In the last of our survey blog series, our Data Services Manager; Daniel Fripp, shares his thoughts on data analysis.
On a personal note, I have been fascinated by data from a very early age. Following trends and patterns to try and predict an outcome is something I always took great enjoyment in – whether getting it right or wrong. Now, as an adult, using the same fundamental methods to conclusively determine feedback and reports as factual analysis, I feel a newfound respect for the humble spreadsheet.
With this respect comes a deep understanding that a report is only as good as the data gathered, a lesson that sometimes comes too late in the analysis process. The truth of it is; the success of a survey is determined long before the survey even begins; at the design stage. Getting the breakdown of an organisation right is not an easy task, but it is imperative to get a true reflection and comparison of which areas are strong and which areas have opportunities to grow and improve.
No two companies are identical, no matter how similar they may seem from the surface. Experience in running surveys has given us a intriguing insights into the things to look for when designing a survey and comparing subgroups within an organisation. This can be by Working Group, by Site, by Contractor, by Department, by Region, by Section or by Unit. But what works for one industry and organisation may not always work for the next.
We only get one shot at the survey, so the old-fashioned trial and error approach isn’t one that can be used here. Therefore, each organisation nominates a Survey Champion – someone from inside the organisation who is very familiar with the structure of their company and can provide a detailed breakdown of what questions will yield the most useful insights when it comes time to analyse the data.
Again, using our experience in running surveys, we deeply drill down with our Survey Champions to custom design each survey on the needs of each client. It sometimes seems like a lot of work but the payoff when it comes time to pull together all the results and understand where in the organisation it is most important to focus effort to bring about change.
In addition to the organisation structure, we offer a range of demographic based groupings to further understand where the greatest opportunities are. Identification of everyone’s Job Role is a constant, although the grouping of these job roles varies greatly. Often used additional groups are Age Group, Gender, Length of Service and Employer, all of which can provide useful feedback in the report.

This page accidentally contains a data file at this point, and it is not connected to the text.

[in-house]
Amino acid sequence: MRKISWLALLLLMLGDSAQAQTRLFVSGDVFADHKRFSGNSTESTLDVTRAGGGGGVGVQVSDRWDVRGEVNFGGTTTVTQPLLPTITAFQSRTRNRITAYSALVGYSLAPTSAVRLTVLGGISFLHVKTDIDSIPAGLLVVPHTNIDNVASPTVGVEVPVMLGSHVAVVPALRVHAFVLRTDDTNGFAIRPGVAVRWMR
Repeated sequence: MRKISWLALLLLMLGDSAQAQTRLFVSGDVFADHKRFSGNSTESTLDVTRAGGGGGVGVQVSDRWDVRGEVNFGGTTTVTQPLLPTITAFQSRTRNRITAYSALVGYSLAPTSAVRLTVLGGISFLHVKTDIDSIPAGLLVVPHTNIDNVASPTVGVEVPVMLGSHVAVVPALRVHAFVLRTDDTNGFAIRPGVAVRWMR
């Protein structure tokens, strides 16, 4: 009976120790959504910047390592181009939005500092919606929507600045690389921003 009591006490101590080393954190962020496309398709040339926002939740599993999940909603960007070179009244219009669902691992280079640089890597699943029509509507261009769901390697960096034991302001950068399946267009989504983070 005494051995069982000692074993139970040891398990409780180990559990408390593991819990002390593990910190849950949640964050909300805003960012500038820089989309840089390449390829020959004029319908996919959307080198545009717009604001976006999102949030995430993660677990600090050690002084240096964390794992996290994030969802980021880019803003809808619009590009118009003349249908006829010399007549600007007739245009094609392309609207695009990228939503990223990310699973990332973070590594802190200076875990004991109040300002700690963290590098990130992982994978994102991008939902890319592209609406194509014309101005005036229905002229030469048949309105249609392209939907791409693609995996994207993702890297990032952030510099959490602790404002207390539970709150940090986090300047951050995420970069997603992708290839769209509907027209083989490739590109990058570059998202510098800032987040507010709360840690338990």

It is beneficial to select the most incisive demographic categories when asking our open-ended questions. A common question in the survey asks responders to name ‘one thing they would change to improve working practices’. Being able to break this down by a working site or region allows us to recognise trends and reoccurring issues that may be isolated to one region and allows us to identify where to take action when necessary.
A weak breakdown will often dilute the impact of the survey. As mentioned in the previous blog A Symmetrical Survey Structure, while the structure of the Integral Model ensures we cover all the important elements of an organisation, this will only be done at a global/overall organisation level if weak breakdowns are defined. A well thought through breakdown will allow Alkoomi to provide a level of detail in the report that provides greater focus of follow up action. In surveys of larger organisations it allows us to produce multiple reports for each line of management in the organisation.
One such example came in October 2021, when we surveyed 6,000 people on a project in Canada. From this we produced a global report with over 400 pages of analysis, along with 17 individual reports for various Spreads and Contractors, all with their own sub-breakdowns by job role, age group and comparisons to the global average. This would not have been possible without the right framework in place. We would not have been able to produce such a well-received detailed report.
I hope you’ve enjoyed these short pieces on some of the finer details of our surveys, thanks for reading!
See the other survey articles here